The next issue addressed in the narrative is that of the servant, Aziz. Through the voice of an uneducated boy, the author seems to make a broader comment on the society.
“This is nothing. Get little hot, little flies dead. Big flies come chase little flies. Then mosquito comes bite big flies and they go away.”
In my interpretation of the text, this is a comment on the power relations of the time, the local nexus of Kashmiris always face the brunt – toggling with moneyed landowners or regional elected members, the AFSPA and constant checks for militant background, what is their privacy limited to?
“We were in the middle of the unknown, but on our little island we were in good hands; we were being looked after and no harm could come our way.”
Towards the end, the author outlives his prejudices. He couldn’t find a place to reasonably live in but is rescued from the brunt of homelessness in an alien surrounding by Aziz and the khansamah, thus highlighting the fact that above the divide based on identity is a tool to create bias and form judgement.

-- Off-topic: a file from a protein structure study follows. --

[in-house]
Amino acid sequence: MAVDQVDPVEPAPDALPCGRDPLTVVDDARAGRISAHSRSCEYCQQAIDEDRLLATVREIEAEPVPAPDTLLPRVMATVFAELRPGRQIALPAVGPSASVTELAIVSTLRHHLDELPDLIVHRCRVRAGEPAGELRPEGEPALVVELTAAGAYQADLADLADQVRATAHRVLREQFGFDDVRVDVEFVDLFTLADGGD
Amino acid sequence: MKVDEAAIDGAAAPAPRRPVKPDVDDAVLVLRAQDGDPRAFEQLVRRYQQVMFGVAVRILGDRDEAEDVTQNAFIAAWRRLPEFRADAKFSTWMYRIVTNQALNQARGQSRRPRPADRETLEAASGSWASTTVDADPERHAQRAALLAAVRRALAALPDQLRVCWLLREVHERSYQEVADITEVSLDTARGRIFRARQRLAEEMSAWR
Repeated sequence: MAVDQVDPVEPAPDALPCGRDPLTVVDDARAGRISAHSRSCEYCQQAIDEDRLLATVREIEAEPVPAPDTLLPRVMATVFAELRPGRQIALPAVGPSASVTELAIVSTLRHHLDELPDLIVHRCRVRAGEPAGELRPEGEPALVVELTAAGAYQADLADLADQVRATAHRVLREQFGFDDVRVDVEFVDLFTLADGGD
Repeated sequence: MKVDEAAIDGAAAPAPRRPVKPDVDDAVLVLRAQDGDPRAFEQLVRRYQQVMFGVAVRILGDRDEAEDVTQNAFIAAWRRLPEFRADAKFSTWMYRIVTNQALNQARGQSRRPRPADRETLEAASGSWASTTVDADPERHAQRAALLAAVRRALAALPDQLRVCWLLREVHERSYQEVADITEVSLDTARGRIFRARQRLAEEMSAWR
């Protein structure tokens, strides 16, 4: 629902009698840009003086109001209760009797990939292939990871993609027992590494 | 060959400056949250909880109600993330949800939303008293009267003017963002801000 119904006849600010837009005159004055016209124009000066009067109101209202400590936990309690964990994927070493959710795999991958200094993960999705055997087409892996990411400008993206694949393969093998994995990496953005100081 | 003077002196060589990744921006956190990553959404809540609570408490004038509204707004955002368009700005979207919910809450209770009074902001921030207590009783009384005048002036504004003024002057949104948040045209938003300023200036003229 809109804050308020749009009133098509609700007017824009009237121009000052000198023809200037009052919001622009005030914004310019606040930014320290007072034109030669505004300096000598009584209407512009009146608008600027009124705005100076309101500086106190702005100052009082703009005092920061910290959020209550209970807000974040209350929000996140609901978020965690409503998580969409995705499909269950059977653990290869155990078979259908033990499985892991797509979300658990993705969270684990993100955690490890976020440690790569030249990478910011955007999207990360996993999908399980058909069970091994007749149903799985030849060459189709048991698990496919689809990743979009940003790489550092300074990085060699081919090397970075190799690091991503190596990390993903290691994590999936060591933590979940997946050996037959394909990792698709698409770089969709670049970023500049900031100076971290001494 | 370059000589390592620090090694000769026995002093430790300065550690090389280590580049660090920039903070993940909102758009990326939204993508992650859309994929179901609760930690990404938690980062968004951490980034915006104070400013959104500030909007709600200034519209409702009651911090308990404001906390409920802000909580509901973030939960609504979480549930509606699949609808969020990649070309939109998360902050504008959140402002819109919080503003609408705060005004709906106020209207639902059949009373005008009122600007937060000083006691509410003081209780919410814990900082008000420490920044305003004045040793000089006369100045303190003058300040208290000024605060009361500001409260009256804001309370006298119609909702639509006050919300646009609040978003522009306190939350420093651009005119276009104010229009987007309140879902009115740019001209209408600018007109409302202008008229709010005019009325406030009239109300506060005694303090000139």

In the next narrative, ‘The Lions Of The Earth Are Betwixt The Ganga And The Yamuna’ taken from the book, Portrait of India, Ved Mehta describes the flamboyant image of the Kumbh Mela, a once in twelve years gathering of devout Hindus at the confluence of the rivers Ganga and Yamuna. Mehta met, among other Hindu religious ‘entrepreneurs’, Maharishi Mahesh Yogi who, though then still some years away from worldwide fame as the guru of the Beatles, had, as the excerpt demonstrates, carefully distilled his wisdom into a vagueness that could both confuse and console.
The opening lines of the extract,
” Today, I am in Allahabad, which like the other Indian cities, is a jumble of British, Muslim and Hindu influence.”
The British town of Allahabad, the Muslim Ilahabas or the Hindu Prayag, was home to the grand mela as a sanctifying measure of Hinduism. The author sees ” bamboo poles flying the flags or signs is every imaginable sect of Sadhus. ” He describes the whole setting smeared in colours of Vermillion, the sound of shaking bells and clapping cymbals as celestial bazaars where one could trade off Punya and Paap by following the ideologies of the Sadhus.
“The names of the sects of Sadhus were as endless as the ways they conceived God: for the Vedantists, it was as the One; for the Vaishnavas, as all things; for the Tantriks, as the doctrines in their sacred books; for the Shaktas, as Kali; for the Shaivas and Avadhutas, as Mother Ganga.”